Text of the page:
Possible Cause: Black Thursday (or Monday or Tuesday)

Black Thursday
Anxious crowds waiting outside the Sub-Treasury Building on Black Thursday. Keystone / Getty Images

A five-year bull market peaked on September 3, 1929. On Thursday, October 24, a record 12.9 million shares were traded, reflecting panic selling. On Monday, October 28, 1929, panicked investors continued to try to sell stocks; the Dow saw a record loss of 13 percent. On Tuesday, October 29, 1929, 16.4 million shares were traded, shattering Thursday's record; the Dow lost another 12 percent.
Total losses for the four days: $30 billion, 10 times the federal budget and more than the $32 billion the U.S. had spent in World War I. The crash wiped out 40 percent of the paper value of common stock. Although this was a cataclysmic blow, most scholars do not believe that the stock market crash, alone, was sufficient to have caused the Great Depression.

Possible Cause: Protectionism

The 1913 Underwood-Simmons Tariff was an experiment with lowered tariffs. In 1921, Congress ended that experiment with the Emergency Tariff Act. In 1922, the Fordney-McCumber Tariff Act raised tariffs above 1913 levels. It also authorized the president to adjust tariffs by 50% to balance foreign and domestic production costs, a move to help America's farmers.
In 1928, Hoover ran on a platform of higher tariffs designed to protect farmers from European competition. Congress passed the Smoot-Hawley Tariff Act in 1930; Hoover signed the bill although economists protested. It is unlikely that tariffs alone caused the Great Depression, but they fostered global protectionism; world trade declined by 66% from 1929 to 1934.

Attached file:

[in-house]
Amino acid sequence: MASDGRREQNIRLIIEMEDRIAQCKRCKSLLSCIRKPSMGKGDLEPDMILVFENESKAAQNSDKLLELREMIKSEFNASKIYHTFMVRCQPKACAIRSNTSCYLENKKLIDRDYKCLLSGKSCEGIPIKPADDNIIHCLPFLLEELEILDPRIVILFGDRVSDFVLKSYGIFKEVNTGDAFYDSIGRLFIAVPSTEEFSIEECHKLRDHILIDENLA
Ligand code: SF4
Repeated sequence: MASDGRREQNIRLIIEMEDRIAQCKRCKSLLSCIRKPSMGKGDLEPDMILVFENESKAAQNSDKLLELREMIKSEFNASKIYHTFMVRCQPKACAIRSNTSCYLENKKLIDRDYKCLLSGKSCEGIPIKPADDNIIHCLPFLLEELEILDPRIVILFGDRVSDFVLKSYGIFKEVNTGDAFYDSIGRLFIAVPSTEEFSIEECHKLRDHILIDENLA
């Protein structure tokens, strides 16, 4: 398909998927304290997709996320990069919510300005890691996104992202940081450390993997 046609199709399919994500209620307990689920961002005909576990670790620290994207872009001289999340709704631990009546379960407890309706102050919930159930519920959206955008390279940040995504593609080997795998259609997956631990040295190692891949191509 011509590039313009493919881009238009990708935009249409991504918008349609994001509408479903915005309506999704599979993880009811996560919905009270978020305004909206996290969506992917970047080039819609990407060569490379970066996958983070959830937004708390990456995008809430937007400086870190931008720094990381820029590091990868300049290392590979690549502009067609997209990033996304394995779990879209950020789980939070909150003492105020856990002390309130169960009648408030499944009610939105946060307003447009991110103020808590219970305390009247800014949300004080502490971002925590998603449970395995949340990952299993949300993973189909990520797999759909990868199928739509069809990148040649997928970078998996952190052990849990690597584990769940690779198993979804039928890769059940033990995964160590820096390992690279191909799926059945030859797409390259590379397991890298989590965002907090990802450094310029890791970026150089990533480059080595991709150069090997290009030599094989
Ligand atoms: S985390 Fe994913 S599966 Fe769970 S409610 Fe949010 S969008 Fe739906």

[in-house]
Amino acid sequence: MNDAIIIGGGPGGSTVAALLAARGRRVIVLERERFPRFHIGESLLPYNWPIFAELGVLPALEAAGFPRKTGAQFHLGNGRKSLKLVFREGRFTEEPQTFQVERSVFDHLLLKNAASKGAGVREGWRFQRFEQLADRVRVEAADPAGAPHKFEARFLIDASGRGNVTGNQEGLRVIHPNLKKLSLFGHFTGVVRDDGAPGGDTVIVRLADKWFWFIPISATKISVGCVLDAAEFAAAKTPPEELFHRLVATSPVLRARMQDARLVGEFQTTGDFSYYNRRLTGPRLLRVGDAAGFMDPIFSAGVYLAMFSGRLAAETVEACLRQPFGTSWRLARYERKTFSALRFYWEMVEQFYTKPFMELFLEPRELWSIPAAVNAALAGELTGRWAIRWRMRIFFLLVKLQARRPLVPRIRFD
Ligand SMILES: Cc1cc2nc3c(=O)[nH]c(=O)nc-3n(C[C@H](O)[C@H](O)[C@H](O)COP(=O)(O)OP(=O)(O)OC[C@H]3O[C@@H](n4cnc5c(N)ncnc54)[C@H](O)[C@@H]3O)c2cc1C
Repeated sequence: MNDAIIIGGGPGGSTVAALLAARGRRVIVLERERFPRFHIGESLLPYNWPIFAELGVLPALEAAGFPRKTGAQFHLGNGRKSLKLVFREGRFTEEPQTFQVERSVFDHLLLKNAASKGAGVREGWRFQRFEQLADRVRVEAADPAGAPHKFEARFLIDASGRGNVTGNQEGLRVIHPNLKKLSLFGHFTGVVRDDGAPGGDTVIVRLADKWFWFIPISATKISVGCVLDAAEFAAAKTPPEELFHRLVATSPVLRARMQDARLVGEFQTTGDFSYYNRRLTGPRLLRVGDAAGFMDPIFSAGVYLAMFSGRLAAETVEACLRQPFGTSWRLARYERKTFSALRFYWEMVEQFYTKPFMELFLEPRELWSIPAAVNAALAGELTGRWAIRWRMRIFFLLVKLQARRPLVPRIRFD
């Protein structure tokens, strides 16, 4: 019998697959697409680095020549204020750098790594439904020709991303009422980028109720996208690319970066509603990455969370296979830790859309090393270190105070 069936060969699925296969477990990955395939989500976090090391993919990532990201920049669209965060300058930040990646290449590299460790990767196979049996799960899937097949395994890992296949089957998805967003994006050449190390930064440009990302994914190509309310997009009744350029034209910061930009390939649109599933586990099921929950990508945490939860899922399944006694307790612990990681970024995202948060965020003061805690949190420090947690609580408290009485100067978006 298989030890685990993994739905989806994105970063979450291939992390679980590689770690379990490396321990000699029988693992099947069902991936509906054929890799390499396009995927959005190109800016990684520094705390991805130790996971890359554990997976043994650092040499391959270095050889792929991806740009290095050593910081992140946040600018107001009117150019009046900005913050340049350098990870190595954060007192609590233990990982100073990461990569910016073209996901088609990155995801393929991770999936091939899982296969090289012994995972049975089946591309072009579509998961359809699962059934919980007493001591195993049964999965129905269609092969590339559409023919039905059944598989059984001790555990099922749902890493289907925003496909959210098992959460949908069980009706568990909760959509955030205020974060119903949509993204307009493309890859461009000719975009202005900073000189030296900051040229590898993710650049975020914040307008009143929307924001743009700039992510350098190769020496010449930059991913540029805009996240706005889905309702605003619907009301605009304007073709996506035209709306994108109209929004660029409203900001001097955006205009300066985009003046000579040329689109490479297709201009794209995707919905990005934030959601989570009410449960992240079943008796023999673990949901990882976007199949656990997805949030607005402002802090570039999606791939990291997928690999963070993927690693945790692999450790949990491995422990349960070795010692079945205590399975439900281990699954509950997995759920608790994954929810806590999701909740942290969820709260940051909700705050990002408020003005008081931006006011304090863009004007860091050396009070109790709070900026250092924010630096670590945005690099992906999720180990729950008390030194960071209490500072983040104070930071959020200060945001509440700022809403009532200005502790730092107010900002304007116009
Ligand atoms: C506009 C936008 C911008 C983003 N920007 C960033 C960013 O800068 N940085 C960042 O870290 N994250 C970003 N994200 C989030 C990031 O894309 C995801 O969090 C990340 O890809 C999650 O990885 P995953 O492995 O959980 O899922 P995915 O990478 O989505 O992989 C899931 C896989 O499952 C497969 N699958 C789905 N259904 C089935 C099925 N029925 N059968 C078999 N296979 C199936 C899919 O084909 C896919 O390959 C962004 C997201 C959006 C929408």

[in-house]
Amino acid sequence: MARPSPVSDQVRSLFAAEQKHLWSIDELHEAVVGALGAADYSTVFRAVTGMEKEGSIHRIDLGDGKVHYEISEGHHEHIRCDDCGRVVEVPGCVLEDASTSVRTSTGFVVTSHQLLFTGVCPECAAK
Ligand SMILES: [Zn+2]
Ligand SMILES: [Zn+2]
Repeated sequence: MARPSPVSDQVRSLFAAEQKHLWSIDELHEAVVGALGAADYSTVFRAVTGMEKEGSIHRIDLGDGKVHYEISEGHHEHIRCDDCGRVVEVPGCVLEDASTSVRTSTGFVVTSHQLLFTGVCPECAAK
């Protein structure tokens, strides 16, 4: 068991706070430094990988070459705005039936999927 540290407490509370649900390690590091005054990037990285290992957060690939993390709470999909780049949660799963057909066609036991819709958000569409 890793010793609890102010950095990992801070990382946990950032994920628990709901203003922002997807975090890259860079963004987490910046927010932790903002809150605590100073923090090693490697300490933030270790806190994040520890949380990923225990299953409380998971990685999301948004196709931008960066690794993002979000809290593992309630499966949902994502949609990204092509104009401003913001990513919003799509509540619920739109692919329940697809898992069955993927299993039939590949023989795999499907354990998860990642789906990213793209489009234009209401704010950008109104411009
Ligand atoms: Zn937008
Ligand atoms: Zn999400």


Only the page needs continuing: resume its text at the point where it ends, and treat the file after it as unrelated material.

Possible Cause: Bank Failures

Notice Posted of Bank Failure
Posted notice from the FDIC that the New Jersey Title Guarantee and Trust Company had failed, February 1933. Bettmann Archive / Getty Images

In 1929, there were 25,568 banks in the United States; by 1933, there were only 14,771. Personal and corporate savings dropped from $15.3 billion in 1929 to $2.3 billion in 1933. Fewer banks, tighter credit, less money to pay employees, less money for employees to buy goods. This is the "too little consumption" theory sometimes used to explain the Great Depression but it, too, is discounted as being the sole cause.

Effect: Changes In Political Power

In the United States, the Republican Party was the dominant force from the Civil War to the Great Depression. In 1932, Americans elected Democrat Franklin D. Roosevelt ("New Deal"); the Democratic Party was the dominant party until the election of Ronald Reagan in 1980.
Adolf Hilter and the Nazi party (National Socialist German Workers' Party) came into power in Germany in 1930, becoming the second largest party in the country. In 1932, Hitler came in second in a race for president. In 1933, Hitler was named Chancellor of Germany.

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Gill, Kathy. "What Caused the Great Depression?" ThoughtCo, Jul. 31, 2021, thoughtco.com/great-depression-causes-3367841. Gill, Kathy. (2021, July 31). What Caused the Great Depression? Retrieved from https://www.thoughtco.com/great-depression-causes-3367841 Gill, Kathy. "What Caused the Great Depression?" ThoughtCo. https://www.thoughtco.com/great-depression-causes-3367841 (accessed June 4, 2023).